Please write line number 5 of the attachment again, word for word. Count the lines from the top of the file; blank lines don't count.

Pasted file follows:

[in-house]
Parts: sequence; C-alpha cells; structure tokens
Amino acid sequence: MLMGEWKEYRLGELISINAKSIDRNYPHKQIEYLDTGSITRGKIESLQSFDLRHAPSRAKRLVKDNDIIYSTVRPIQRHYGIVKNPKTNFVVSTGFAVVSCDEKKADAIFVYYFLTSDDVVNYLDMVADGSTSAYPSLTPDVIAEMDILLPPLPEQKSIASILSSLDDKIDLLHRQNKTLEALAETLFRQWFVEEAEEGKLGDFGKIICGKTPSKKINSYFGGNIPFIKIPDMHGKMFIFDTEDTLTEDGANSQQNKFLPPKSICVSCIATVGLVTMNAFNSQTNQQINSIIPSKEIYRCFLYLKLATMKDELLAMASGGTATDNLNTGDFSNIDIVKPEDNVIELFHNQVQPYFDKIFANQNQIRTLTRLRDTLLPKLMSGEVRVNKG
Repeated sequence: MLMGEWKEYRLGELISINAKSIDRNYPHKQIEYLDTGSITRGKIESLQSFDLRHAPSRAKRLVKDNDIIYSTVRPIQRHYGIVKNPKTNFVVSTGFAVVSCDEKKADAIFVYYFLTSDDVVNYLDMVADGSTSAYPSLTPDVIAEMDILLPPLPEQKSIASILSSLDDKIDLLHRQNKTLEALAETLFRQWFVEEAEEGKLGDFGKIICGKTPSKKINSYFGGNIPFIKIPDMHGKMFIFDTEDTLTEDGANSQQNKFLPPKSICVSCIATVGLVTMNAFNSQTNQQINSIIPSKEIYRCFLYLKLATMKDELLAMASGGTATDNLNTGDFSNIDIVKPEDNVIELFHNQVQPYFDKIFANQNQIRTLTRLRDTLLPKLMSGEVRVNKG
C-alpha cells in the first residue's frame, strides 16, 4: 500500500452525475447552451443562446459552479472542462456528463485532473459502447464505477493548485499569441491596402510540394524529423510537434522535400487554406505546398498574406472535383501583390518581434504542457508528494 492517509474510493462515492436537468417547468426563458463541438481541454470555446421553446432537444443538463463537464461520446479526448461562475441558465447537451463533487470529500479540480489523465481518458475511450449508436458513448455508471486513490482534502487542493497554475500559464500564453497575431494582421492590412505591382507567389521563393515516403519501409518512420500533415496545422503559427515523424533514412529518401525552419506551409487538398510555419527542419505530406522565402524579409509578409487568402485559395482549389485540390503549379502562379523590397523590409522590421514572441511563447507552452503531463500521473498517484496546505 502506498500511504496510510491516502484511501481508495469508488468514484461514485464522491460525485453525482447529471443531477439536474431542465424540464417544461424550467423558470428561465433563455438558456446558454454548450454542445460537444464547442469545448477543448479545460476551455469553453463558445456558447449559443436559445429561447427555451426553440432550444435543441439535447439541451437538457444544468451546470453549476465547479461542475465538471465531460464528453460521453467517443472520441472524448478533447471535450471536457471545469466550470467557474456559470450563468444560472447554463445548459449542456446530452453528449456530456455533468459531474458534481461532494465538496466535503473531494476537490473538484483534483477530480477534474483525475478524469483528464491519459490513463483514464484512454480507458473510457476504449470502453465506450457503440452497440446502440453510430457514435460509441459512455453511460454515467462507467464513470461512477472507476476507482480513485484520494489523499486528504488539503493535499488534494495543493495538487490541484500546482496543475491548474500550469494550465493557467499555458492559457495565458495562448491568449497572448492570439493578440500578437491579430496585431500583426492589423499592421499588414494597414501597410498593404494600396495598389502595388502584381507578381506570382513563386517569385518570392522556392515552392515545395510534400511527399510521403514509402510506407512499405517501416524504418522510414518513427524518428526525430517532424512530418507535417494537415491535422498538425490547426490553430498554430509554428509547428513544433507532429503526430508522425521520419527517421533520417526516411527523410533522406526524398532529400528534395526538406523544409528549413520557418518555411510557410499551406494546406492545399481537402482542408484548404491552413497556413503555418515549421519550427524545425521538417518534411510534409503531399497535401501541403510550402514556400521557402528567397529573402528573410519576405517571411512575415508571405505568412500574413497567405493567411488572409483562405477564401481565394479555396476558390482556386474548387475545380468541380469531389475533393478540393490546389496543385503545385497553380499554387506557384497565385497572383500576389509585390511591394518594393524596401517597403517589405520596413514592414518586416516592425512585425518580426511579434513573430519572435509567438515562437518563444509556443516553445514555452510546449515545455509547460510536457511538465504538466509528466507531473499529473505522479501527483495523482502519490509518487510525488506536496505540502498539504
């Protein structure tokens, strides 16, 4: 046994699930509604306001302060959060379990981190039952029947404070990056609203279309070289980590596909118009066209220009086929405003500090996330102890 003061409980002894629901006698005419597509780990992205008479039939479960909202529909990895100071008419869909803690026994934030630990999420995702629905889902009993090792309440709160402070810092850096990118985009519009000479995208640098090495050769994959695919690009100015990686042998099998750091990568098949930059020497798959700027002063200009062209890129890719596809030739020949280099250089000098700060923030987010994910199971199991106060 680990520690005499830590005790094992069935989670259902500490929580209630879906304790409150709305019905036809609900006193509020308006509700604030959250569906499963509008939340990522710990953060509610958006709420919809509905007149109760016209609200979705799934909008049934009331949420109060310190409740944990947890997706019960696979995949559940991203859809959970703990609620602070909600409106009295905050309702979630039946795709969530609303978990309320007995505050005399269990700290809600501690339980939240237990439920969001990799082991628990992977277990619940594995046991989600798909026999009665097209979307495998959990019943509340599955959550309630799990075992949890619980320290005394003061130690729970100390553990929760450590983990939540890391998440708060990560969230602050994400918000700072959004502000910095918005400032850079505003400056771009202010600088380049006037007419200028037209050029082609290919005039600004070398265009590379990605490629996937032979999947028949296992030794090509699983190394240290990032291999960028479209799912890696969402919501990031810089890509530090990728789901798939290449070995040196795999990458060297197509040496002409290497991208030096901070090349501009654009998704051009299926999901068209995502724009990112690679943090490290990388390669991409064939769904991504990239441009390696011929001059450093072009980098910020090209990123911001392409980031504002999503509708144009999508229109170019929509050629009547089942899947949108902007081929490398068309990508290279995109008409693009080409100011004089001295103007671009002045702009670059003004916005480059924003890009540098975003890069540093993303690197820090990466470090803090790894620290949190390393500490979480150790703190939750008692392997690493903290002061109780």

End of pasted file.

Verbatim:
C-alpha cells in the first residue's frame, strides 16, 4: 500500500452525475447552451443562446459552479472542462456528463485532473459502447464505477493548485499569441491596402510540394524529423510537434522535400487554406505546398498574406472535383501583390518581434504542457508528494 492517509474510493462515492436537468417547468426563458463541438481541454470555446421553446432537444443538463463537464461520446479526448461562475441558465447537451463533487470529500479540480489523465481518458475511450449508436458513448455508471486513490482534502487542493497554475500559464500564453497575431494582421492590412505591382507567389521563393515516403519501409518512420500533415496545422503559427515523424533514412529518401525552419506551409487538398510555419527542419505530406522565402524579409509578409487568402485559395482549389485540390503549379502562379523590397523590409522590421514572441511563447507552452503531463500521473498517484496546505 502506498500511504496510510491516502484511501481508495469508488468514484461514485464522491460525485453525482447529471443531477439536474431542465424540464417544461424550467423558470428561465433563455438558456446558454454548450454542445460537444464547442469545448477543448479545460476551455469553453463558445456558447449559443436559445429561447427555451426553440432550444435543441439535447439541451437538457444544468451546470453549476465547479461542475465538471465531460464528453460521453467517443472520441472524448478533447471535450471536457471545469466550470467557474456559470450563468444560472447554463445548459449542456446530452453528449456530456455533468459531474458534481461532494465538496466535503473531494476537490473538484483534483477530480477534474483525475478524469483528464491519459490513463483514464484512454480507458473510457476504449470502453465506450457503440452497440446502440453510430457514435460509441459512455453511460454515467462507467464513470461512477472507476476507482480513485484520494489523499486528504488539503493535499488534494495543493495538487490541484500546482496543475491548474500550469494550465493557467499555458492559457495565458495562448491568449497572448492570439493578440500578437491579430496585431500583426492589423499592421499588414494597414501597410498593404494600396495598389502595388502584381507578381506570382513563386517569385518570392522556392515552392515545395510534400511527399510521403514509402510506407512499405517501416524504418522510414518513427524518428526525430517532424512530418507535417494537415491535422498538425490547426490553430498554430509554428509547428513544433507532429503526430508522425521520419527517421533520417526516411527523410533522406526524398532529400528534395526538406523544409528549413520557418518555411510557410499551406494546406492545399481537402482542408484548404491552413497556413503555418515549421519550427524545425521538417518534411510534409503531399497535401501541403510550402514556400521557402528567397529573402528573410519576405517571411512575415508571405505568412500574413497567405493567411488572409483562405477564401481565394479555396476558390482556386474548387475545380468541380469531389475533393478540393490546389496543385503545385497553380499554387506557384497565385497572383500576389509585390511591394518594393524596401517597403517589405520596413514592414518586416516592425512585425518580426511579434513573430519572435509567438515562437518563444509556443516553445514555452510546449515545455509547460510536457511538465504538466509528466507531473499529473505522479501527483495523482502519490509518487510525488506536496505540502498539504